Yesterday I got a ride down to Thor Heyerdahl’s house with a man called Torgeir Higraff. In 2006 Torgeir made his own version of Kon Tiki and crossed the Pacific Ocean an entire month faster than Heyerdahl.  The biggest shock for Torgeir was that whereas we see in the Heyerdahl Oscar winning film from 50 odd years back an ocean dense with fish, he found the ocean scarily empty. When he stopped feeling seasick they passed by the stinking continent of rubbish and he felt sick again. Torgeir is a real live hero with broad shoulders who is burning to share his adventures. Behind the glamour there is a Bleak House too. He says that he reckons the robbing of the oceans by the mammoth trawlers will really hit us when runaway climate change has made farming so hard that we turn to the sea for food.


We are working together with groups of 70 thirteen year olds on a storytelling environmental programme. (  We don’t tell them the supergloomy news, we give them great stories and a game where they get into role as Climate witnesses. After meeting Torgeir they come up to the house and visit Thor Heyerdahls mum, that’s me and his wife that’s Charlotte. These kids get so into it that even when we’ve changed out of costume they still think we are about 140 years old and related to the big man.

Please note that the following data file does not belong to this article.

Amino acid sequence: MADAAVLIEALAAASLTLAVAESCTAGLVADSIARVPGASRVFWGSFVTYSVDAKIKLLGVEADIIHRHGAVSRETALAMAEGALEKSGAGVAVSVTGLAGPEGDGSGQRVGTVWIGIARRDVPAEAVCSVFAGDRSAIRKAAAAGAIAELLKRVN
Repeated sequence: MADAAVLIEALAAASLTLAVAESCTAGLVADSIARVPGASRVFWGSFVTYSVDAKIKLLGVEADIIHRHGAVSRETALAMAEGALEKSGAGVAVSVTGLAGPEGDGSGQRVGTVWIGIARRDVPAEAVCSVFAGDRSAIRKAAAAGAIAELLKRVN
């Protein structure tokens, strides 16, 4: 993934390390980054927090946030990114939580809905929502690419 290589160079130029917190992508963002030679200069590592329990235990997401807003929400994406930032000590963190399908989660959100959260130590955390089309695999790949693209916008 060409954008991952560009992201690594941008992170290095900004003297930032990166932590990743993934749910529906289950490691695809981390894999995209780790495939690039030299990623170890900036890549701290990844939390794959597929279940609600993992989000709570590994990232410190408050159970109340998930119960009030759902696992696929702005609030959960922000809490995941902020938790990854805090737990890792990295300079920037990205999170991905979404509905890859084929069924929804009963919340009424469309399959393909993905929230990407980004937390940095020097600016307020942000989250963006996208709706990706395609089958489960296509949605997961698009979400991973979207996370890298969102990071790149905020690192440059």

Anyway back to the car, Torgeir has a great accent and I suddenly realized he probably comes from far North. Sure enough he grew up on a tiny island off Senja where I’ll be walking SOON and when I told him I was going to eat local food he said: ’Pizza Grandiosa. That is the local food up there, apart from Pizza Grandiosa.’

He said his grandmother was one of 14 children and her mum brought them up pretty much single handed PLUS she had to milk the cows, plant the potatoes and row them to school. The men were out fishing or trying to earn money and they might come back but then again they might not. Torgeir said peoples lives up there were so hard that in the 80’s when the oil money came they just tore down whatever they could of old houses, and old piers and built new concrete ones. They were not interested in tradition. I may not find a lot of fairy tales among the people he describes but  the everyday life of 50 or 60 years back seems pretty mythic!

I’m going to bring a pan so I can boil up nettles if there is nothing else to eat.